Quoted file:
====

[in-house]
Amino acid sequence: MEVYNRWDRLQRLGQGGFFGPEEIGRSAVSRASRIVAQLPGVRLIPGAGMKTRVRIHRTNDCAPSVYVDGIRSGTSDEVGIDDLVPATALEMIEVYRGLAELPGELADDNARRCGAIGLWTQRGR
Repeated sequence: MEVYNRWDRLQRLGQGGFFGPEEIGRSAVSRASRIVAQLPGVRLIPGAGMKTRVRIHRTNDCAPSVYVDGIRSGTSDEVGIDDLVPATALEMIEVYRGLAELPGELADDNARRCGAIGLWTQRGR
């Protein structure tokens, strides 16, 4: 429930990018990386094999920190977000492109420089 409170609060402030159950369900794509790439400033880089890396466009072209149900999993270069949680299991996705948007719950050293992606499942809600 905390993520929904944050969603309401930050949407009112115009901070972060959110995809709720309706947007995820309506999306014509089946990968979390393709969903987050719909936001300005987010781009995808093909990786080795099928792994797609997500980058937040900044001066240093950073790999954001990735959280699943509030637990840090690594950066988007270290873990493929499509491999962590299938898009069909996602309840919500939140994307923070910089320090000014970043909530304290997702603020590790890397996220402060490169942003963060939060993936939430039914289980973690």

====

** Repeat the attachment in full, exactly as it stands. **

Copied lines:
[in-house]
Amino acid sequence: MEVYNRWDRLQRLGQGGFFGPEEIGRSAVSRASRIVAQLPGVRLIPGAGMKTRVRIHRTNDCAPSVYVDGIRSGTSDEVGIDDLVPATALEMIEVYRGLAELPGELADDNARRCGAIGLWTQRGR
Repeated sequence: MEVYNRWDRLQRLGQGGFFGPEEIGRSAVSRASRIVAQLPGVRLIPGAGMKTRVRIHRTNDCAPSVYVDGIRSGTSDEVGIDDLVPATALEMIEVYRGLAELPGELADDNARRCGAIGLWTQRGR
């Protein structure tokens, strides 16, 4: 429930990018990386094999920190977000492109420089 409170609060402030159950369900794509790439400033880089890396466009072209149900999993270069949680299991996705948007719950050293992606499942809600 905390993520929904944050969603309401930050949407009112115009901070972060959110995809709720309706947007995820309506999306014509089946990968979390393709969903987050719909936001300005987010781009995808093909990786080795099928792994797609997500980058937040900044001066240093950073790999954001990735959280699943509030637990840090690594950066988007270290873990493929499509491999962590299938898009069909996602309840919500939140994307923070910089320090000014970043909530304290997702603020590790890397996220402060490169942003963060939060993936939430039914289980973690």